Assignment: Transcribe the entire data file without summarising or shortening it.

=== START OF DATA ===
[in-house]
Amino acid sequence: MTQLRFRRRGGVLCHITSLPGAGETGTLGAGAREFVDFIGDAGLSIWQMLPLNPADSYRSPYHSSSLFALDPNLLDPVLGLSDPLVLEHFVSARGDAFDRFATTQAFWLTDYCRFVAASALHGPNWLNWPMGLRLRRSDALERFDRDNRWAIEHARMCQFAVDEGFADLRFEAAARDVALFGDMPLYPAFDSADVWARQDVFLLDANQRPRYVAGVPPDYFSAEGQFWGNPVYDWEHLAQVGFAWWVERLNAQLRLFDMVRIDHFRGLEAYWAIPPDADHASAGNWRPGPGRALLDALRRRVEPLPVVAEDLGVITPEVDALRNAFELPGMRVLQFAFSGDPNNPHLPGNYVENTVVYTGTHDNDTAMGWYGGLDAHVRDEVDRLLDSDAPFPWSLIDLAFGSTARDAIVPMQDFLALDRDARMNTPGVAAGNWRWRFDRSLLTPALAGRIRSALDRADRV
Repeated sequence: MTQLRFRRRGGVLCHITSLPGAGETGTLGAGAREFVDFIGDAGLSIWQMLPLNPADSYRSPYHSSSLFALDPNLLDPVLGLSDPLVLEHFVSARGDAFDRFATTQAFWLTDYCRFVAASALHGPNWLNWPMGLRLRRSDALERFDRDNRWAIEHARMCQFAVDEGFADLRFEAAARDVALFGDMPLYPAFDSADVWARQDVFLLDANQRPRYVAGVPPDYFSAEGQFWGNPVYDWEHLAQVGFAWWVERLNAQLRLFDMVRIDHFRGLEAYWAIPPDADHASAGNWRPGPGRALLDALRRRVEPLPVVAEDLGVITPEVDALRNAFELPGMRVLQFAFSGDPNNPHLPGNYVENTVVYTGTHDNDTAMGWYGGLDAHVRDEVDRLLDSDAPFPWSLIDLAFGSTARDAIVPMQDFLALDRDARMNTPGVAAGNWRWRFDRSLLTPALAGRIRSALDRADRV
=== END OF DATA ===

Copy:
[in-house]
Amino acid sequence: MTQLRFRRRGGVLCHITSLPGAGETGTLGAGAREFVDFIGDAGLSIWQMLPLNPADSYRSPYHSSSLFALDPNLLDPVLGLSDPLVLEHFVSARGDAFDRFATTQAFWLTDYCRFVAASALHGPNWLNWPMGLRLRRSDALERFDRDNRWAIEHARMCQFAVDEGFADLRFEAAARDVALFGDMPLYPAFDSADVWARQDVFLLDANQRPRYVAGVPPDYFSAEGQFWGNPVYDWEHLAQVGFAWWVERLNAQLRLFDMVRIDHFRGLEAYWAIPPDADHASAGNWRPGPGRALLDALRRRVEPLPVVAEDLGVITPEVDALRNAFELPGMRVLQFAFSGDPNNPHLPGNYVENTVVYTGTHDNDTAMGWYGGLDAHVRDEVDRLLDSDAPFPWSLIDLAFGSTARDAIVPMQDFLALDRDARMNTPGVAAGNWRWRFDRSLLTPALAGRIRSALDRADRV
Repeated sequence: MTQLRFRRRGGVLCHITSLPGAGETGTLGAGAREFVDFIGDAGLSIWQMLPLNPADSYRSPYHSSSLFALDPNLLDPVLGLSDPLVLEHFVSARGDAFDRFATTQAFWLTDYCRFVAASALHGPNWLNWPMGLRLRRSDALERFDRDNRWAIEHARMCQFAVDEGFADLRFEAAARDVALFGDMPLYPAFDSADVWARQDVFLLDANQRPRYVAGVPPDYFSAEGQFWGNPVYDWEHLAQVGFAWWVERLNAQLRLFDMVRIDHFRGLEAYWAIPPDADHASAGNWRPGPGRALLDALRRRVEPLPVVAEDLGVITPEVDALRNAFELPGMRVLQFAFSGDPNNPHLPGNYVENTVVYTGTHDNDTAMGWYGGLDAHVRDEVDRLLDSDAPFPWSLIDLAFGSTARDAIVPMQDFLALDRDARMNTPGVAAGNWRWRFDRSLLTPALAGRIRSALDRADRV